Thomas Smale: So the first thing I would do; so if we do a small case study, so for the $5,000. I remember last year I bought a site, I think I paid $4,800 and at the time the site was, it was making – I think it was making about $500 a month, so I’d got a reasonable deal but I hadn’t got a bargain or anything like that. So the income was steady, the traffic was steady. The first thing I did was looked on Page. The site was an affiliate site, I’m not the biggest fan of Adsense but I do tend to go for something that sells a physical product or an affiliate program.
They had an affiliate program to various products but I noticed on the site, even though it’s generating income, the actual links to buy the products we’re not very prominent. So it’s amazing how many people will have a site but the way they monetize it isn’t actually very prominent. So the first thing you want to do is make sure that if you’re a visitor to the site can you actually find the route out of the site is going to make you money. So I guess you’d call that home page optimization or conversion rate optimization I guess it could be either of the two.
Justin: Sure. I mean sorry to interrupt but just, I noticed one thing you said which I’d like to quickly touch on, you said you’re not fan of Adsense sites and actually this is the second conversation I’ve had this morning and it’s only 11 O’clock. It’s the second conversation I’ve had this morning where someone else that’s fairly experienced has said that too, what’s your logic behind not loving Adsense right now?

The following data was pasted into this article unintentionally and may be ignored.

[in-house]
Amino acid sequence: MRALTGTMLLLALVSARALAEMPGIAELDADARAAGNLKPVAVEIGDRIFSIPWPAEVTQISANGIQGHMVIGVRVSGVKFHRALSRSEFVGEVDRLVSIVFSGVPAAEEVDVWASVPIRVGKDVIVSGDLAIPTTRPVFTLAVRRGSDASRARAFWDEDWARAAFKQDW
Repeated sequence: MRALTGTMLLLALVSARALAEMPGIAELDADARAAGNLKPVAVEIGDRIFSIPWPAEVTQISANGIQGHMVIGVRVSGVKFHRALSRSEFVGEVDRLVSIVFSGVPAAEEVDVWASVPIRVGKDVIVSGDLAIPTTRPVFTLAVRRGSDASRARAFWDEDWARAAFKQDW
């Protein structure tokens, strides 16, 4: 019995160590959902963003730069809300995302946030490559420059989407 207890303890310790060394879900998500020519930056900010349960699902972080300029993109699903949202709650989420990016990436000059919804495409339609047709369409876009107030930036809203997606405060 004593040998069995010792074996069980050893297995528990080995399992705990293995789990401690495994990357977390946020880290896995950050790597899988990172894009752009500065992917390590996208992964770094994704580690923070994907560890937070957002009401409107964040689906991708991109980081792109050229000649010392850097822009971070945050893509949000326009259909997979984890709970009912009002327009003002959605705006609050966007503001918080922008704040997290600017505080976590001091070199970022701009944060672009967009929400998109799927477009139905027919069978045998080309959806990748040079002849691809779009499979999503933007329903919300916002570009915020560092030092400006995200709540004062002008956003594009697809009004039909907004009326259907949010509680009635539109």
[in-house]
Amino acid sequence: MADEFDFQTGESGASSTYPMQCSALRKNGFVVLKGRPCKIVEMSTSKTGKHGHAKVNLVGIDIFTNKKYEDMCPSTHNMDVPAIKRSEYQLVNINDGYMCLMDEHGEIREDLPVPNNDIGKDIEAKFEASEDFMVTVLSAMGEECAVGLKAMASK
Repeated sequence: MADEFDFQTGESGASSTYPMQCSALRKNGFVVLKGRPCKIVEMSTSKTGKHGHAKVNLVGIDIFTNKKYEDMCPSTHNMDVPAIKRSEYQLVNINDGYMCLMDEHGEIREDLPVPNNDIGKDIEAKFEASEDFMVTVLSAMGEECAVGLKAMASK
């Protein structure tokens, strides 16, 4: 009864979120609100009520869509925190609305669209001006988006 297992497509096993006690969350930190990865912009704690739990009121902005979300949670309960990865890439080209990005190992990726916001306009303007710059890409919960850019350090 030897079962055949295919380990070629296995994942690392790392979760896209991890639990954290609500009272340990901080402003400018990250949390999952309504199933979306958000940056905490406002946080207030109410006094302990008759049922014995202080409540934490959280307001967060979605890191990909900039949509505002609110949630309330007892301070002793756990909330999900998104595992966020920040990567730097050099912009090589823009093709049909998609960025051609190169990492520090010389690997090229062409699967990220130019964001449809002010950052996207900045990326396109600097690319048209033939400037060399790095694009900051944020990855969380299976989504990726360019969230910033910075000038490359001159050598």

Thomas Smale: I think two of my main issues with Adsense, I guess maybe three issues I have, one is what you get paid is not negotiable, you have literally no control over how much Google pays you. So I like situations where I can negotiate I can get myself a better deal, so that’s one. The second is, at the moment Google have a habit of banning Adsense accounts for what appears to be no reason. So there is always a risk that if you have Adsense on your site you’re going to get banned. Some people will blame it on certain factors but I think there is a slight level of randomness there especially if you’re a small web master.
And the other thing I guess is ultimately all you’re doing is promoting other products. If someone is making a profit on ad words, then you should be able to find a better way to monetize your site. So especially if you’re in a niche that has an affiliate program for certain products, most do, I mean are easy ways to do it, you could use the Amazon affiliate program, eBay affiliate program or even create your own product. So I’ve always been a fan of avoiding most things Google, so you can probably gather that SEO is not one of my big focuses either, I always try and diversify and keep it away from Google as much as I can.